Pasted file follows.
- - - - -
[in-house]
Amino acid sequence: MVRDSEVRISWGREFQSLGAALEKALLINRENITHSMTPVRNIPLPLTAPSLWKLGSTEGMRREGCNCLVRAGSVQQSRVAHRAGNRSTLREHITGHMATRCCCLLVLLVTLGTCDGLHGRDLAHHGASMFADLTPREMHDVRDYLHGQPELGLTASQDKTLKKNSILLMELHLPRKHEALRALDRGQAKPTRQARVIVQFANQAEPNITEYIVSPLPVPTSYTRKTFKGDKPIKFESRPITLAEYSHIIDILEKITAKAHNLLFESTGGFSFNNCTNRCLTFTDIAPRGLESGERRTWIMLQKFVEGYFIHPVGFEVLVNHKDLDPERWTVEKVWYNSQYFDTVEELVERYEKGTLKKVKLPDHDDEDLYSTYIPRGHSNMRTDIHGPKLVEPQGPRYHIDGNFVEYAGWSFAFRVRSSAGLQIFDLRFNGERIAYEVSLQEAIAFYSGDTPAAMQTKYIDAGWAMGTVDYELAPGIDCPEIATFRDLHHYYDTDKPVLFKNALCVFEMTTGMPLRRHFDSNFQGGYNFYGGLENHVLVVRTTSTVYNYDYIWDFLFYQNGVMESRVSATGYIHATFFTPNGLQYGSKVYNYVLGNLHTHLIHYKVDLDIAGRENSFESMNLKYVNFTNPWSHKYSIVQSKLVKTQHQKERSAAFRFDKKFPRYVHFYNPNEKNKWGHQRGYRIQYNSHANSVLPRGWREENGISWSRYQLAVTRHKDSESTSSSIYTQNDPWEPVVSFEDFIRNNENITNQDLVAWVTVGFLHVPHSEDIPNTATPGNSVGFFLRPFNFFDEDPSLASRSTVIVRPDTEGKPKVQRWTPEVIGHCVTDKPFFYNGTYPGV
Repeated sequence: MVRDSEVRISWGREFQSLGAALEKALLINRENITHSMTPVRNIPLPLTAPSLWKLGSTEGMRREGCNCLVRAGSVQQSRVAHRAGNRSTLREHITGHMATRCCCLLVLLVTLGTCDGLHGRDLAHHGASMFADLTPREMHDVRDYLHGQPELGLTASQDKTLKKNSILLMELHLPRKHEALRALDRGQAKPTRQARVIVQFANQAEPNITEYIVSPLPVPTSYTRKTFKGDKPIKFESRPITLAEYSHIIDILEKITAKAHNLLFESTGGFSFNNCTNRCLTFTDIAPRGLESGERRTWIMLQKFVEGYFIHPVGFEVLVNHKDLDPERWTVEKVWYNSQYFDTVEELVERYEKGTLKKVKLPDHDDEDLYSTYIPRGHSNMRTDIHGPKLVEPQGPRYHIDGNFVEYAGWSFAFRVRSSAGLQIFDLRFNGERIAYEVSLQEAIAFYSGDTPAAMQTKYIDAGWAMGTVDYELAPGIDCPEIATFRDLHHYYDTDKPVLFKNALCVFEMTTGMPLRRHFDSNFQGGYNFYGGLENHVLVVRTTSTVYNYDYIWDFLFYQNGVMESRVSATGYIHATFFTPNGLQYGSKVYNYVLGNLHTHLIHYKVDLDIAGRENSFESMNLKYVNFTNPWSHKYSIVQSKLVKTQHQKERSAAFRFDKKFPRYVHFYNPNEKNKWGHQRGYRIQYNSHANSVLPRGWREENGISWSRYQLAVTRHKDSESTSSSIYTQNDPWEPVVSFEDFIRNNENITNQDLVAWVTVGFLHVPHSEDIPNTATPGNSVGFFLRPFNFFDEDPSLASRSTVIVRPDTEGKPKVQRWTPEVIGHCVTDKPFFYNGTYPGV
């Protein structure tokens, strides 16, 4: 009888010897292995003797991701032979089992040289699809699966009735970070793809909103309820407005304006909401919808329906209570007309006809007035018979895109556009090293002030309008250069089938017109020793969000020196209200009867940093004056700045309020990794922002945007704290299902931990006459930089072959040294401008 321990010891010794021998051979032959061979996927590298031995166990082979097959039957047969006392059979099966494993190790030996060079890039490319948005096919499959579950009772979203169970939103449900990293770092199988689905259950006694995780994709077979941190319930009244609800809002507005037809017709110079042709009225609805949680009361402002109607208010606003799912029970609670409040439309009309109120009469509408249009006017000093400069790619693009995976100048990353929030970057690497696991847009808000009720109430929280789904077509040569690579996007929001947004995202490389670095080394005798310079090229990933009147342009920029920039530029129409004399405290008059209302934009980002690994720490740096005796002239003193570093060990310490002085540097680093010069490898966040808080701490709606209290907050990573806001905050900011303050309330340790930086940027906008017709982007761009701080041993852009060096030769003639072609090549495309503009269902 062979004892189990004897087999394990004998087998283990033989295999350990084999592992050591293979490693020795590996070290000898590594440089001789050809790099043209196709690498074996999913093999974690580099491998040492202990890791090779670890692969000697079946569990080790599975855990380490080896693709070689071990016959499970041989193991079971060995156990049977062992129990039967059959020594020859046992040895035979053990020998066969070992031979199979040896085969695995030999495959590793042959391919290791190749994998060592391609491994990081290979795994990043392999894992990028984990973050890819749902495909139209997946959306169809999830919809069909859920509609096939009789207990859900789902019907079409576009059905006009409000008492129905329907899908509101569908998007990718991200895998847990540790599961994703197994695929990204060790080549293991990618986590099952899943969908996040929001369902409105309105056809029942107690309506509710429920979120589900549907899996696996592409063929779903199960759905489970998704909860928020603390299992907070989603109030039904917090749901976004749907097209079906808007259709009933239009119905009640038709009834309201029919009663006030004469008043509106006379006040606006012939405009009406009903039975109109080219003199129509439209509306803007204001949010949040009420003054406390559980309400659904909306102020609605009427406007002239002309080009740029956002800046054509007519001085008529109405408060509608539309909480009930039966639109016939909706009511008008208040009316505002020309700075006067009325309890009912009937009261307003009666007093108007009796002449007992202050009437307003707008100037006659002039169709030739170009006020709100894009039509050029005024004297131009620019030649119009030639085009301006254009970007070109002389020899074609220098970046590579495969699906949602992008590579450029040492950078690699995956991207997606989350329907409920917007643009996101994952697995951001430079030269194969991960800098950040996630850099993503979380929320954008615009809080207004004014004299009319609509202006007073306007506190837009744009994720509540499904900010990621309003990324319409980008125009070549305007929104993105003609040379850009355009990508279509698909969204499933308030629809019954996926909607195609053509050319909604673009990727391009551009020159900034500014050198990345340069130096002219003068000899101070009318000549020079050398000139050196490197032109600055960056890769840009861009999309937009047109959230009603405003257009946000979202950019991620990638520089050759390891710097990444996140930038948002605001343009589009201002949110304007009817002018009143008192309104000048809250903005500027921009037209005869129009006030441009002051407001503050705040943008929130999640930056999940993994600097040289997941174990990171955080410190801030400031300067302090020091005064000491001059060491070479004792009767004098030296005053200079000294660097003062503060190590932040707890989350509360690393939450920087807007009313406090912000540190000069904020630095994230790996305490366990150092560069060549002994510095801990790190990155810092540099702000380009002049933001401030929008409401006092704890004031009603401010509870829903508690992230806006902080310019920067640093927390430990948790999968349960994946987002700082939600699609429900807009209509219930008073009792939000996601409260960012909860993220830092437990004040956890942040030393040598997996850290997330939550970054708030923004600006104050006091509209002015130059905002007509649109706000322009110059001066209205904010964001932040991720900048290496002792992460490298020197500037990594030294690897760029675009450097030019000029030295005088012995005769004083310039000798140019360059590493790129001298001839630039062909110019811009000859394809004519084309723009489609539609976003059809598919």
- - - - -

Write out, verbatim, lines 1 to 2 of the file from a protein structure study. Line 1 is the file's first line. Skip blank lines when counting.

[in-house]
Amino acid sequence: MVRDSEVRISWGREFQSLGAALEKALLINRENITHSMTPVRNIPLPLTAPSLWKLGSTEGMRREGCNCLVRAGSVQQSRVAHRAGNRSTLREHITGHMATRCCCLLVLLVTLGTCDGLHGRDLAHHGASMFADLTPREMHDVRDYLHGQPELGLTASQDKTLKKNSILLMELHLPRKHEALRALDRGQAKPTRQARVIVQFANQAEPNITEYIVSPLPVPTSYTRKTFKGDKPIKFESRPITLAEYSHIIDILEKITAKAHNLLFESTGGFSFNNCTNRCLTFTDIAPRGLESGERRTWIMLQKFVEGYFIHPVGFEVLVNHKDLDPERWTVEKVWYNSQYFDTVEELVERYEKGTLKKVKLPDHDDEDLYSTYIPRGHSNMRTDIHGPKLVEPQGPRYHIDGNFVEYAGWSFAFRVRSSAGLQIFDLRFNGERIAYEVSLQEAIAFYSGDTPAAMQTKYIDAGWAMGTVDYELAPGIDCPEIATFRDLHHYYDTDKPVLFKNALCVFEMTTGMPLRRHFDSNFQGGYNFYGGLENHVLVVRTTSTVYNYDYIWDFLFYQNGVMESRVSATGYIHATFFTPNGLQYGSKVYNYVLGNLHTHLIHYKVDLDIAGRENSFESMNLKYVNFTNPWSHKYSIVQSKLVKTQHQKERSAAFRFDKKFPRYVHFYNPNEKNKWGHQRGYRIQYNSHANSVLPRGWREENGISWSRYQLAVTRHKDSESTSSSIYTQNDPWEPVVSFEDFIRNNENITNQDLVAWVTVGFLHVPHSEDIPNTATPGNSVGFFLRPFNFFDEDPSLASRSTVIVRPDTEGKPKVQRWTPEVIGHCVTDKPFFYNGTYPGV